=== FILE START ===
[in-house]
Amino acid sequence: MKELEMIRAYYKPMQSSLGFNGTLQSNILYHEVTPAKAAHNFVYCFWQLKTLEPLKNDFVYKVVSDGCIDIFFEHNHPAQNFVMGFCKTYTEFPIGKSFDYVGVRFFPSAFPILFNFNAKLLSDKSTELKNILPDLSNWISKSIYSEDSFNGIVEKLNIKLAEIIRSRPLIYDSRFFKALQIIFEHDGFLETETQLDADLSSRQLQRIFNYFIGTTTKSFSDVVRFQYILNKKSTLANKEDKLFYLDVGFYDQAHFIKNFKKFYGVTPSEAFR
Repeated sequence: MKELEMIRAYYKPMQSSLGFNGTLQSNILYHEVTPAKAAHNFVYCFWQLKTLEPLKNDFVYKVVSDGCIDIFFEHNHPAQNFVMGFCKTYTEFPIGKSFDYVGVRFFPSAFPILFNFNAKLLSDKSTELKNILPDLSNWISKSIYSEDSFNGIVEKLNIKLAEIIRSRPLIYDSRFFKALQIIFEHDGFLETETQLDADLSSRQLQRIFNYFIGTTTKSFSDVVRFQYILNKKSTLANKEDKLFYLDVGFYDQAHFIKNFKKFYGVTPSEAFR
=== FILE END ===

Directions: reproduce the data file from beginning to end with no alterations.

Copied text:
[in-house]
Amino acid sequence: MKELEMIRAYYKPMQSSLGFNGTLQSNILYHEVTPAKAAHNFVYCFWQLKTLEPLKNDFVYKVVSDGCIDIFFEHNHPAQNFVMGFCKTYTEFPIGKSFDYVGVRFFPSAFPILFNFNAKLLSDKSTELKNILPDLSNWISKSIYSEDSFNGIVEKLNIKLAEIIRSRPLIYDSRFFKALQIIFEHDGFLETETQLDADLSSRQLQRIFNYFIGTTTKSFSDVVRFQYILNKKSTLANKEDKLFYLDVGFYDQAHFIKNFKKFYGVTPSEAFR
Repeated sequence: MKELEMIRAYYKPMQSSLGFNGTLQSNILYHEVTPAKAAHNFVYCFWQLKTLEPLKNDFVYKVVSDGCIDIFFEHNHPAQNFVMGFCKTYTEFPIGKSFDYVGVRFFPSAFPILFNFNAKLLSDKSTELKNILPDLSNWISKSIYSEDSFNGIVEKLNIKLAEIIRSRPLIYDSRFFKALQIIFEHDGFLETETQLDADLSSRQLQRIFNYFIGTTTKSFSDVVRFQYILNKKSTLANKEDKLFYLDVGFYDQAHFIKNFKKFYGVTPSEAFR